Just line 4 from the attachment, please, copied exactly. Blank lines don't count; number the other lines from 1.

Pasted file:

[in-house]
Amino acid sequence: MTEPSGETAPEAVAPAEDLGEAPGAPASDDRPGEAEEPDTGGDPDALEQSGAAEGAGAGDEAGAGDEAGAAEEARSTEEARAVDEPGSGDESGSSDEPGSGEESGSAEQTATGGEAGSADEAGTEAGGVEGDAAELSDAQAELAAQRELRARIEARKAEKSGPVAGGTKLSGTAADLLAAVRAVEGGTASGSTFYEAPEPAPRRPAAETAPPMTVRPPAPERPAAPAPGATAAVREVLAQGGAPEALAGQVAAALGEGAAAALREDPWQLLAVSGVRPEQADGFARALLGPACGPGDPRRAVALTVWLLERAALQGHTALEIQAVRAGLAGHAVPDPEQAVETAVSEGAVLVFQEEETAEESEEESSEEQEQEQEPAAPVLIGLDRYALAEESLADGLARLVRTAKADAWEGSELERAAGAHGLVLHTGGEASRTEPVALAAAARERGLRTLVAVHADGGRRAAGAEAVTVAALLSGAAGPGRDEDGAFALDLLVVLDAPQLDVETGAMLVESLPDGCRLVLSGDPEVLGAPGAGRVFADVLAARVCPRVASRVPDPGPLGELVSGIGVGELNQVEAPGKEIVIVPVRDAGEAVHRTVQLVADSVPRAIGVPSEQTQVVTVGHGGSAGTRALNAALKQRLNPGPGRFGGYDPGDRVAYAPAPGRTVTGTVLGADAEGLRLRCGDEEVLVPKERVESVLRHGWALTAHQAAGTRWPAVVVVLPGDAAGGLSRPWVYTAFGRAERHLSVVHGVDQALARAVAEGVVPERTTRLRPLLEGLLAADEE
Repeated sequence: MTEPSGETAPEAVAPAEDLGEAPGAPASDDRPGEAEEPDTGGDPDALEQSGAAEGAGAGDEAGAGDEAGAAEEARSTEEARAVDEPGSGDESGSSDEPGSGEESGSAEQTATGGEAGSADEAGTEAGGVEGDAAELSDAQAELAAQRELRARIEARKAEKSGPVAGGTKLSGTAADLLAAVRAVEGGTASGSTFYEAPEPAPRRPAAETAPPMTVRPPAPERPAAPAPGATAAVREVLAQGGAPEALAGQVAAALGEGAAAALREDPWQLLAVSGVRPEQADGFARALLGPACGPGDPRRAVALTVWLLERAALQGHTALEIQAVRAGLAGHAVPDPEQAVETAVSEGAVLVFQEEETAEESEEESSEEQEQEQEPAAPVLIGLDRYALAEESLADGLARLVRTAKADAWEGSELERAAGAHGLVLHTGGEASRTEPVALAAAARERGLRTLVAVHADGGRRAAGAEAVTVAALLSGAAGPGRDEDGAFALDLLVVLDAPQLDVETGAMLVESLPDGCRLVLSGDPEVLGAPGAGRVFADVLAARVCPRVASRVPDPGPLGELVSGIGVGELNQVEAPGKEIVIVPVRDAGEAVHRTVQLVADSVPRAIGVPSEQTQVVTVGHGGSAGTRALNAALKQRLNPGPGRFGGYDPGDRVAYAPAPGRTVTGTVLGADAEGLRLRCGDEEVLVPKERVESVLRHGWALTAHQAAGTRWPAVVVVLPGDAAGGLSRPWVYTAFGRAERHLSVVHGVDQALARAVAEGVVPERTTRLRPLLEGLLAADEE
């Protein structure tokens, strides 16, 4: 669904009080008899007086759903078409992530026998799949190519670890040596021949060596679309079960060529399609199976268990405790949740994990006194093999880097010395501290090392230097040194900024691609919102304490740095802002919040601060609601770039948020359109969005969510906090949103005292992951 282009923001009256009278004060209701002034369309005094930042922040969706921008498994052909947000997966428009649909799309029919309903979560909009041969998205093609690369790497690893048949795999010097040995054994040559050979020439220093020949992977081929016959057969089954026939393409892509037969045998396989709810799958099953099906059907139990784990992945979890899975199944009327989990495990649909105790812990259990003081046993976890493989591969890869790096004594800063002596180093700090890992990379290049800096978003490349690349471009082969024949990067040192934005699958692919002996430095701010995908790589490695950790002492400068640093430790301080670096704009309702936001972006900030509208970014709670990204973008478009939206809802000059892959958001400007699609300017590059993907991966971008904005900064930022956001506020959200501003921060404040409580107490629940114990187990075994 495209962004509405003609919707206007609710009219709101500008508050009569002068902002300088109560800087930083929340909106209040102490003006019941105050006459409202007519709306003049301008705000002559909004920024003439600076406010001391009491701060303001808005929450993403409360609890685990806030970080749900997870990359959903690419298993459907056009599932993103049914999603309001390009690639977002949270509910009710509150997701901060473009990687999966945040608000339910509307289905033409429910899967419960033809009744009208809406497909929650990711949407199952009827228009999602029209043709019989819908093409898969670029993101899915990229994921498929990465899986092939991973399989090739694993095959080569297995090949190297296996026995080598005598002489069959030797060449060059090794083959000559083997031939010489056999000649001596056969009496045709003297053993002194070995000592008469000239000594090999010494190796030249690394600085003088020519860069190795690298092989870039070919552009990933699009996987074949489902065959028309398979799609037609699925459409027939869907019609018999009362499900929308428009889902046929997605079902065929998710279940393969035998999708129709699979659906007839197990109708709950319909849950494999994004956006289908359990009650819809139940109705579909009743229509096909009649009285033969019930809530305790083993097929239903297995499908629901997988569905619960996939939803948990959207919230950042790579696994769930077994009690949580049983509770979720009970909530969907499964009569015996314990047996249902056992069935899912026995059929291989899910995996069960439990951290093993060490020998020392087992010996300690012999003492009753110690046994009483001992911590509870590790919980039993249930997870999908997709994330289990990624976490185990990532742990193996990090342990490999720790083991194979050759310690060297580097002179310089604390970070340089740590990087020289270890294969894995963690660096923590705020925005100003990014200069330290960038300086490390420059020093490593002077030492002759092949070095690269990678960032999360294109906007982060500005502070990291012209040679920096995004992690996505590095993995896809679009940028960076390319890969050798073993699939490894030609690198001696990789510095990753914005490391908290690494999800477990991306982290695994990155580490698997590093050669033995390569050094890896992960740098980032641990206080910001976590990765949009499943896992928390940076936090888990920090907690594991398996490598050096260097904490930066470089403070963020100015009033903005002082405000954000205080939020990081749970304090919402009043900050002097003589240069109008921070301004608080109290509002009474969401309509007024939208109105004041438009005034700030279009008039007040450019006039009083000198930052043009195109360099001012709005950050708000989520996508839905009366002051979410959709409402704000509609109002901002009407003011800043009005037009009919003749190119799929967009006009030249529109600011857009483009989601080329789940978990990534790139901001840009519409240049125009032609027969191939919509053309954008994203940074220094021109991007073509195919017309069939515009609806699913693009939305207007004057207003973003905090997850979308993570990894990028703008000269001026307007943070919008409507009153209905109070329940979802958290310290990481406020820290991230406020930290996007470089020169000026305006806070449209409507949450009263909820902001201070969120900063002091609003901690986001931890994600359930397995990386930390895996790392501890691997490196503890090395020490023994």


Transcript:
């Protein structure tokens, strides 16, 4: 669904009080008899007086759903078409992530026998799949190519670890040596021949060596679309079960060529399609199976268990405790949740994990006194093999880097010395501290090392230097040194900024691609919102304490740095802002919040601060609601770039948020359109969005969510906090949103005292992951 282009923001009256009278004060209701002034369309005094930042922040969706921008498994052909947000997966428009649909799309029919309903979560909009041969998205093609690369790497690893048949795999010097040995054994040559050979020439220093020949992977081929016959057969089954026939393409892509037969045998396989709810799958099953099906059907139990784990992945979890899975199944009327989990495990649909105790812990259990003081046993976890493989591969890869790096004594800063002596180093700090890992990379290049800096978003490349690349471009082969024949990067040192934005699958692919002996430095701010995908790589490695950790002492400068640093430790301080670096704009309702936001972006900030509208970014709670990204973008478009939206809802000059892959958001400007699609300017590059993907991966971008904005900064930022956001506020959200501003921060404040409580107490629940114990187990075994 495209962004509405003609919707206007609710009219709101500008508050009569002068902002300088109560800087930083929340909106209040102490003006019941105050006459409202007519709306003049301008705000002559909004920024003439600076406010001391009491701060303001808005929450993403409360609890685990806030970080749900997870990359959903690419298993459907056009599932993103049914999603309001390009690639977002949270509910009710509150997701901060473009990687999966945040608000339910509307289905033409429910899967419960033809009744009208809406497909929650990711949407199952009827228009999602029209043709019989819908093409898969670029993101899915990229994921498929990465899986092939991973399989090739694993095959080569297995090949190297296996026995080598005598002489069959030797060449060059090794083959000559083997031939010489056999000649001596056969009496045709003297053993002194070995000592008469000239000594090999010494190796030249690394600085003088020519860069190795690298092989870039070919552009990933699009996987074949489902065959028309398979799609037609699925459409027939869907019609018999009362499900929308428009889902046929997605079902065929998710279940393969035998999708129709699979659906007839197990109708709950319909849950494999994004956006289908359990009650819809139940109705579909009743229509096909009649009285033969019930809530305790083993097929239903297995499908629901997988569905619960996939939803948990959207919230950042790579696994769930077994009690949580049983509770979720009970909530969907499964009569015996314990047996249902056992069935899912026995059929291989899910995996069960439990951290093993060490020998020392087992010996300690012999003492009753110690046994009483001992911590509870590790919980039993249930997870999908997709994330289990990624976490185990990532742990193996990090342990490999720790083991194979050759310690060297580097002179310089604390970070340089740590990087020289270890294969894995963690660096923590705020925005100003990014200069330290960038300086490390420059020093490593002077030492002759092949070095690269990678960032999360294109906007982060500005502070990291012209040679920096995004992690996505590095993995896809679009940028960076390319890969050798073993699939490894030609690198001696990789510095990753914005490391908290690494999800477990991306982290695994990155580490698997590093050669033995390569050094890896992960740098980032641990206080910001976590990765949009499943896992928390940076936090888990920090907690594991398996490598050096260097904490930066470089403070963020100015009033903005002082405000954000205080939020990081749970304090919402009043900050002097003589240069109008921070301004608080109290509002009474969401309509007024939208109105004041438009005034700030279009008039007040450019006039009083000198930052043009195109360099001012709005950050708000989520996508839905009366002051979410959709409402704000509609109002901002009407003011800043009005037009009919003749190119799929967009006009030249529109600011857009483009989601080329789940978990990534790139901001840009519409240049125009032609027969191939919509053309954008994203940074220094021109991007073509195919017309069939515009609806699913693009939305207007004057207003973003905090997850979308993570990894990028703008000269001026307007943070919008409507009153209905109070329940979802958290310290990481406020820290991230406020930290996007470089020169000026305006806070449209409507949450009263909820902001201070969120900063002091609003901690986001931890994600359930397995990386930390895996790392501890691997490196503890090395020490023994």